Cambodia's history covers the period up to around 1990.
Archaeological finds show that the areas northwest of Ho Chi
Minh City (Saigon) in Cambodia have been inhabited in
Neolithic times. Historical time in Cambodia begins with
Funan Empire (50-500 CE.), Who was succeeded by Chenla
(500-800) and Angkor (800-1431). From 1594 to 1800, Cambodia
was subject to Thailand. In the 19th century, Thailand and
Vietnam waged a series of wars over the rule of Cambodia,
prompting the Cambodian king to seek support from France.
Cambodia became a French protectorate in 1863 and was
administered as part of the Indochina colony, interrupted by
Japanese occupation in 1941-1945. Cambodia became
independent in 1953. In 1955, Cambodia resigned from the
French Union and became fully independent. See abbreviationfinder for geography, history, society, politics, and economy of Cambodia.
From 1955 to 1970, Cambodia was a royal monarchy, but by
a coup in 1970 the king was deposed, and the same year
Cambodia was proclaimed as the Republic of Khmer. There was
a civil war with American and Vietnamese involvement in the
period 1970-1975 (at the same time as the Vietnam War was
going on), while the Red Khmer ruled Cambodia from 1975 to
1979. After the Red Khmer was overthrown, they continued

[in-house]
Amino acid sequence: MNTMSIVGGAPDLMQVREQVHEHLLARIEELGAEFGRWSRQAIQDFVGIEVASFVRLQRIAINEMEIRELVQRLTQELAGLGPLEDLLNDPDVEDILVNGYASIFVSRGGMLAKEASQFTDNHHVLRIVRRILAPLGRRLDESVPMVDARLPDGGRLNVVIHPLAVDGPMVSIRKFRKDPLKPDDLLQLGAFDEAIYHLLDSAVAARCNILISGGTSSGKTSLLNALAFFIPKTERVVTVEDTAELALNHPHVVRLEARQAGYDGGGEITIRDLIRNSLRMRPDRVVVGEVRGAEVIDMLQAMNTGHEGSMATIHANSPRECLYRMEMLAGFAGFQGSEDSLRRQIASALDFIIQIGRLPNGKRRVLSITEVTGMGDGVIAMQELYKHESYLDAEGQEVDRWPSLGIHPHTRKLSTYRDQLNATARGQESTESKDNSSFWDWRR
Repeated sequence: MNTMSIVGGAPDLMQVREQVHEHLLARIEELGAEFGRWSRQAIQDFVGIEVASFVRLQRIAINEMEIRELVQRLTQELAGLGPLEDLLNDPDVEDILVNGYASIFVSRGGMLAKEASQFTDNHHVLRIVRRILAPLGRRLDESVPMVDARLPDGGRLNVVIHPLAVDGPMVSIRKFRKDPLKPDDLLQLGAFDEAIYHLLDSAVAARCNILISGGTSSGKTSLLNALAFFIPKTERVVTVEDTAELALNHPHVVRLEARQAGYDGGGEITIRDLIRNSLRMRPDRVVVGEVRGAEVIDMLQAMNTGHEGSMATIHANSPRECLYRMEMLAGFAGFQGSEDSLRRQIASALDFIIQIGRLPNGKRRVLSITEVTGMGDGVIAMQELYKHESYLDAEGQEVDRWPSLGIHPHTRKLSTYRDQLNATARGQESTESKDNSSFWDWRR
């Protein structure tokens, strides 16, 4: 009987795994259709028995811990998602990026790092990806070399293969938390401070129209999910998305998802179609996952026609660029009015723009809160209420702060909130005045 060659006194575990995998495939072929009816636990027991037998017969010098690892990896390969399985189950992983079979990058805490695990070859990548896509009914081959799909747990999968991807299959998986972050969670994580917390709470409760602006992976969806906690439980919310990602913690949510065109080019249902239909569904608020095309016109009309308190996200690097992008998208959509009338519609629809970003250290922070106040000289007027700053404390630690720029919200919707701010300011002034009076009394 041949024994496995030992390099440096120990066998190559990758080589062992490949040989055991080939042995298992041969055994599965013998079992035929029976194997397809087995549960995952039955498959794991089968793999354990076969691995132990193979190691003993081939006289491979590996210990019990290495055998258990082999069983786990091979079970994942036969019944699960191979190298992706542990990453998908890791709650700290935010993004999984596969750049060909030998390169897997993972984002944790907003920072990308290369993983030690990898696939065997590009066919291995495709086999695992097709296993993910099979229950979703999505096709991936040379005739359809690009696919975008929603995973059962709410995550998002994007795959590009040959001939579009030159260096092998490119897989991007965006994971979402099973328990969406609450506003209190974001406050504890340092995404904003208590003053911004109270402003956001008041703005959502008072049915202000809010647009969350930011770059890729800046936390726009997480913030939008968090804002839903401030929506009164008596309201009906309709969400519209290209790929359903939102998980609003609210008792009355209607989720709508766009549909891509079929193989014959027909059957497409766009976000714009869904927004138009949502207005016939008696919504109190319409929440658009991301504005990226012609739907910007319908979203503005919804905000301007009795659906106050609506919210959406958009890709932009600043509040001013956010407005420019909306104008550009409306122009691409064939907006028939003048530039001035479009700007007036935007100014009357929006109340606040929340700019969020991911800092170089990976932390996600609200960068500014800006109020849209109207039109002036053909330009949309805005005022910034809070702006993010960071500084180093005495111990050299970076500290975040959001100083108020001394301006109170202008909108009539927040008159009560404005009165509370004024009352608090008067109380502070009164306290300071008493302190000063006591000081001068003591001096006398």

guerrilla activity. In 1991, the United Nations peace plan
was signed by all combatants, and in 1993 Cambodia was
united as a monarchy.
Funan Empire (50-500 CE.) Had its base in the Mekong
Delta, with vassal -rich northern Malacca and in Thailand.
Funan had a lively trade with India and China. Many of the
traits that characterize the later Khmer empires can already
be found in Funan: a strongly centralized kingdom, organized
by Indian model with a god-king in the lead, surrounded by a
large royal family and a very complicated bureaucracy. The
most important tasks were to control the workforce and
maintain a well-developed irrigation system.
Large parts of the Mekong Delta swamp areas became
fertile land by building hundreds of kilometers of canals,
which decayed after Funan's fall.
In the 500s, Funan was weakened, and a new center of
power emerged further north around the state of Chenla
(about 500-800 AD) in northeastern Cambodia. Chenla expanded
south and west, waging a series of wars against Champa, a
kingdom in central Vietnam. Inscriptions, and later
historical annals, give a chronology of kingdoms, wars and
civil engineering back to about 500 AD.
In the late 700s, Chenla was attacked by Javanese forces,
who sailed up the Mekong and burned cities. In addition,
Chenla was divided into a northern and southern part.
Angkor period (800-1431)
King Jayavarman 2 (800-850) again gathered Cambodia, and
established the capital north of Tonlé Sap, where he and his
successors embarked on large irrigation facilities and built
the enormous monuments now called Angkor. In 1296–1297, a
Chinese envoy visited Angkor and gave a valuable
description. The temples had thousands of priests, servants,
and temple dancers; they required tens of thousands of
peasant labor for maintenance and supplies.
The Khmer Empire (Cambodia) reached its greatest extent
during Suryavarman 2 (1113-150).
The Fight for Cambodia (1431-1863)
During the 1300s, Cambodia quickly fell apart. Thai
armies occupied Angkor in 1369, 1388 and 1431, and the
capital was moved to Lovek. Legislative texts, the earliest